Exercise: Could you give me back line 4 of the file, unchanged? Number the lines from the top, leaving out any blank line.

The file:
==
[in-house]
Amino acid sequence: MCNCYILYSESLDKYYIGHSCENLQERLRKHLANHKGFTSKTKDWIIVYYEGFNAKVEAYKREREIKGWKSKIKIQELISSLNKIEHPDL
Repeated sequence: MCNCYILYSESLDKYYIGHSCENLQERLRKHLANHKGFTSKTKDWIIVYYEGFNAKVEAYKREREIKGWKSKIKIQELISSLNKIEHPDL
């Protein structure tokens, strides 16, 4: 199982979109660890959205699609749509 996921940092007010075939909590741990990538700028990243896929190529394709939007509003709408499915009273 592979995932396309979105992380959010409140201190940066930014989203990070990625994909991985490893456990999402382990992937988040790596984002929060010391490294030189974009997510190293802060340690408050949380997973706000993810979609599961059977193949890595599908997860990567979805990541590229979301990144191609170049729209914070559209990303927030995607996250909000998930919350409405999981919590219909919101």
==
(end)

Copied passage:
């Protein structure tokens, strides 16, 4: 199982979109660890959205699609749509 996921940092007010075939909590741990990538700028990243896929190529394709939007509003709408499915009273 592979995932396309979105992380959010409140201190940066930014989203990070990625994909991985490893456990999402382990992937988040790596984002929060010391490294030189974009997510190293802060340690408050949380997973706000993810979609599961059977193949890595599908997860990567979805990541590229979301990144191609170049729209914070559209990303927030995607996250909000998930919350409405999981919590219909919101």